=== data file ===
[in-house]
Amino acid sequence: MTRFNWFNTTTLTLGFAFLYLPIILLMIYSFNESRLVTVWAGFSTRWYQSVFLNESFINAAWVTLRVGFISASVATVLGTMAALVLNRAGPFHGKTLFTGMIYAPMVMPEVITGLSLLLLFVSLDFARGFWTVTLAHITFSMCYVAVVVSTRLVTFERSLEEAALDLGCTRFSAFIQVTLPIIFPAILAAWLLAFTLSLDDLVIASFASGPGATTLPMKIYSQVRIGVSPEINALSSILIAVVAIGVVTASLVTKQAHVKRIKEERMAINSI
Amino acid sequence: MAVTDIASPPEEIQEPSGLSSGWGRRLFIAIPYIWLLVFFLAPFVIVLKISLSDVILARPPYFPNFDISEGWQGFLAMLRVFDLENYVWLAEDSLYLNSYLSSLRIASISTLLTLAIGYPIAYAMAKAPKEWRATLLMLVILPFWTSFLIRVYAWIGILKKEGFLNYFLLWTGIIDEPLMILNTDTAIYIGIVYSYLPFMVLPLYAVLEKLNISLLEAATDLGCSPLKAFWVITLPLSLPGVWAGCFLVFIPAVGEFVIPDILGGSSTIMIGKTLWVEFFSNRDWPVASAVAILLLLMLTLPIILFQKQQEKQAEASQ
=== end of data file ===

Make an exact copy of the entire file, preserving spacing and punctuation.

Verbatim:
[in-house]
Amino acid sequence: MTRFNWFNTTTLTLGFAFLYLPIILLMIYSFNESRLVTVWAGFSTRWYQSVFLNESFINAAWVTLRVGFISASVATVLGTMAALVLNRAGPFHGKTLFTGMIYAPMVMPEVITGLSLLLLFVSLDFARGFWTVTLAHITFSMCYVAVVVSTRLVTFERSLEEAALDLGCTRFSAFIQVTLPIIFPAILAAWLLAFTLSLDDLVIASFASGPGATTLPMKIYSQVRIGVSPEINALSSILIAVVAIGVVTASLVTKQAHVKRIKEERMAINSI
Amino acid sequence: MAVTDIASPPEEIQEPSGLSSGWGRRLFIAIPYIWLLVFFLAPFVIVLKISLSDVILARPPYFPNFDISEGWQGFLAMLRVFDLENYVWLAEDSLYLNSYLSSLRIASISTLLTLAIGYPIAYAMAKAPKEWRATLLMLVILPFWTSFLIRVYAWIGILKKEGFLNYFLLWTGIIDEPLMILNTDTAIYIGIVYSYLPFMVLPLYAVLEKLNISLLEAATDLGCSPLKAFWVITLPLSLPGVWAGCFLVFIPAVGEFVIPDILGGSSTIMIGKTLWVEFFSNRDWPVASAVAILLLLMLTLPIILFQKQQEKQAEASQ